Amisha Yadav @CCMS
Ahmedabad headquartered Soleos Solar Energy is upbeat about the prospects of solar energy. It has already implemented 350MW and has work orders of 250MW. In an interview to EarthConnect Bhavesh Kumar Rathod, director of Soleos Solar Energy Pvt Ltd, said the company is excepting 30-40% growth in the coming times. Rathod also said Soleos is experimenting with a new model called Agrivoltaic. Excerpts…
How has been the pace of new installations for you? What kind of work orders do you have?
We have seen good growth in past. Currently we have implemented 350 MW of projects with utility scale having 60% and rooftop 40% of the total capacity.
We currently have a project pipeline of 250 MW. And we are expecting 30-40% growth in coming years.
But there is a slowdown in rooftop installations. What are the reasons?
Solar rooftop has bright future because energy costs are rising every year but for common man to make an investment of Rs 2-3 lakh is a difficult proposition.
That’s why the government should pitch in. Besides the subsidies the government should also push banks for landing to these projects. Even though the government is giving subsidy it is not easy for the common people to avail them. There should be some online system that would help the common man get subsidies without hassles. Moreover, the discoms should encourage rooftop segment and work on grid stabilization.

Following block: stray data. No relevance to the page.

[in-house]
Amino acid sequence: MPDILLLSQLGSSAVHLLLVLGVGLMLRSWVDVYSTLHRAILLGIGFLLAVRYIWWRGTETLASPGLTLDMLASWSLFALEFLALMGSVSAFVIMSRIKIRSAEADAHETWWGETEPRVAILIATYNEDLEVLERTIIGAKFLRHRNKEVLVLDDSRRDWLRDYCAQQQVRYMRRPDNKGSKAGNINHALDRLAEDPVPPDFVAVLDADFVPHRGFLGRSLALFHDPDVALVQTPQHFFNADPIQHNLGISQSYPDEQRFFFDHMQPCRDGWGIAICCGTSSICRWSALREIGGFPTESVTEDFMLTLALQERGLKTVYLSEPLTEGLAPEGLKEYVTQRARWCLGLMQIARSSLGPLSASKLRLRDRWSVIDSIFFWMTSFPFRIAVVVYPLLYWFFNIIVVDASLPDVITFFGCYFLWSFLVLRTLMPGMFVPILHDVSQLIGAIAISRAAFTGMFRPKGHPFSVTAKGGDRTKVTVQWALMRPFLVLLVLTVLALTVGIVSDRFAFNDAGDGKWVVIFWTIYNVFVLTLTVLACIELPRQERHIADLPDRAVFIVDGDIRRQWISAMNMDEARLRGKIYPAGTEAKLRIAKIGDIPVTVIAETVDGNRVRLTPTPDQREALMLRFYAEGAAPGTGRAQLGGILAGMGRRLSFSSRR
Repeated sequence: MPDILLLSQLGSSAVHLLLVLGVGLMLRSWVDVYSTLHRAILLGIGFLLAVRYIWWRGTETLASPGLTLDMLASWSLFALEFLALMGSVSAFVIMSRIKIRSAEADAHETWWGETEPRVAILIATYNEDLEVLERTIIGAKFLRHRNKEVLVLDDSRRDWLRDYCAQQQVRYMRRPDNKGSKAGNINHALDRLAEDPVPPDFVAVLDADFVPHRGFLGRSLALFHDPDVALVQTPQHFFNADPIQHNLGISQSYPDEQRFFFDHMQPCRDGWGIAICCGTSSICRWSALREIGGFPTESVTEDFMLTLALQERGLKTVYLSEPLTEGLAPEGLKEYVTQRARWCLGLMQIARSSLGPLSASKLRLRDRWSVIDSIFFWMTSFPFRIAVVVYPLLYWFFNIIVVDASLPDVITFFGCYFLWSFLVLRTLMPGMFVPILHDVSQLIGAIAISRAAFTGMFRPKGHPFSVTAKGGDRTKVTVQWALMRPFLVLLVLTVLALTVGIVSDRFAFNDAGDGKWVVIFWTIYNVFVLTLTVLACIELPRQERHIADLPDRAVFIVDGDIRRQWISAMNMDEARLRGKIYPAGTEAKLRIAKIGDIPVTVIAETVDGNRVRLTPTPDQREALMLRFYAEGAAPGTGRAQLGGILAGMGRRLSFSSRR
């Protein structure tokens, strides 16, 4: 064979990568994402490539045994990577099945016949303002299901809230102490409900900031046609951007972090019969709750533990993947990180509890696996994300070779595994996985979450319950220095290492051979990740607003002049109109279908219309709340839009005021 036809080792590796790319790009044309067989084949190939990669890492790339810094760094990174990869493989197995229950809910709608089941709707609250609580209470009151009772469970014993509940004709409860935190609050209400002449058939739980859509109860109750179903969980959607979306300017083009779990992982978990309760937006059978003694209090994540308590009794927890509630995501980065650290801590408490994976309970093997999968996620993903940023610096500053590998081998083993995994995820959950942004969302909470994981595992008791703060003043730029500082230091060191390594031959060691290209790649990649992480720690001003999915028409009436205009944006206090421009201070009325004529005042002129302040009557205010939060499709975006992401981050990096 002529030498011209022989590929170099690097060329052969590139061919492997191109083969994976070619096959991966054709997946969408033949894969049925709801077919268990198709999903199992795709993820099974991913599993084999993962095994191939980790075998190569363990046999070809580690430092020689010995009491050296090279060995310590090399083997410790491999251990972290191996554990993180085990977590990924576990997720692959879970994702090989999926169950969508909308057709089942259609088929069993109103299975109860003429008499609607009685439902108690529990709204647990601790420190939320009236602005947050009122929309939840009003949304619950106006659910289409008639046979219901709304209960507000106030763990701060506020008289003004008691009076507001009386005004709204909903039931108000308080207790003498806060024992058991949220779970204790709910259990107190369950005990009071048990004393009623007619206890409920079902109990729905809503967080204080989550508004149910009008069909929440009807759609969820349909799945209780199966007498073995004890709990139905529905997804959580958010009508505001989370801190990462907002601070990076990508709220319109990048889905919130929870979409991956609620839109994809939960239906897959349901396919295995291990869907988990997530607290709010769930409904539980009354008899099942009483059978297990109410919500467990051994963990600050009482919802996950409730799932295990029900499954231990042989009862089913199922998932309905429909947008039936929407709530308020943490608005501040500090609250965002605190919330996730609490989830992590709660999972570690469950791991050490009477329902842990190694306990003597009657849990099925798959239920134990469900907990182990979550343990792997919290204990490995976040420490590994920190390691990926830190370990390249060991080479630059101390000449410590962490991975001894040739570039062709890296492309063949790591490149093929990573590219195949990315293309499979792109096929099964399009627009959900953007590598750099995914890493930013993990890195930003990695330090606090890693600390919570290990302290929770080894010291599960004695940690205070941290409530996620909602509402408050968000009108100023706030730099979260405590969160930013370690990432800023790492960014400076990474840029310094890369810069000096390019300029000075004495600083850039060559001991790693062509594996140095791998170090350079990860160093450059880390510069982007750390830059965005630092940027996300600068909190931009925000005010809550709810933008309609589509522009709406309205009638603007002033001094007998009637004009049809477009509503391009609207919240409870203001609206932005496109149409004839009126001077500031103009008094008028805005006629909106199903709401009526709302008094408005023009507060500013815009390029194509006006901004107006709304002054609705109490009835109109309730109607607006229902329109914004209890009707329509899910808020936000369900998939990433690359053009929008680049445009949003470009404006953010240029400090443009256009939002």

You are running a pilot project on Agrivoltaic. Can you explain the concept?
We are targeting different sectors. Agrivoltaic is one of them. India cannot divert its productive agriculture land for solar that’s why we need to have a model where the agriculture activity can continue while the same land being used for solar. This module has been adapted globally but in India we haven’t experimented this. So this will ensure us both food security and energy security. This is a wining situation for the farmers, and the energy situation.
Are there any Agrivoltaic projects in the world?
In India there is no dearth of land but in other western countries there is a limitation on land for solar. That’s why in western countries especially in France they have adopted agrivoltaic model. In India also we cannot divert productive land for solar because we need food security as well. So in agrivoltaic model the farmers can do agricultural activities as well as generate power through solar.
How does Agrivoltaic work on the ground?
In agrivoltaic the solar panels are put up at a height of 10-15 feet and that’s how the agricultural activities do not get hampered by the solar panels. Rather the solar panels help the agriculture land retain moisture and do not evaporate water as quickly as it would have been without the panels. The panels also protect the crop from direct sunlight which is beneficial for the crops. It improves the crop yield. During rainy season the panels prevent rain falling directly on the land and causing soil erosion.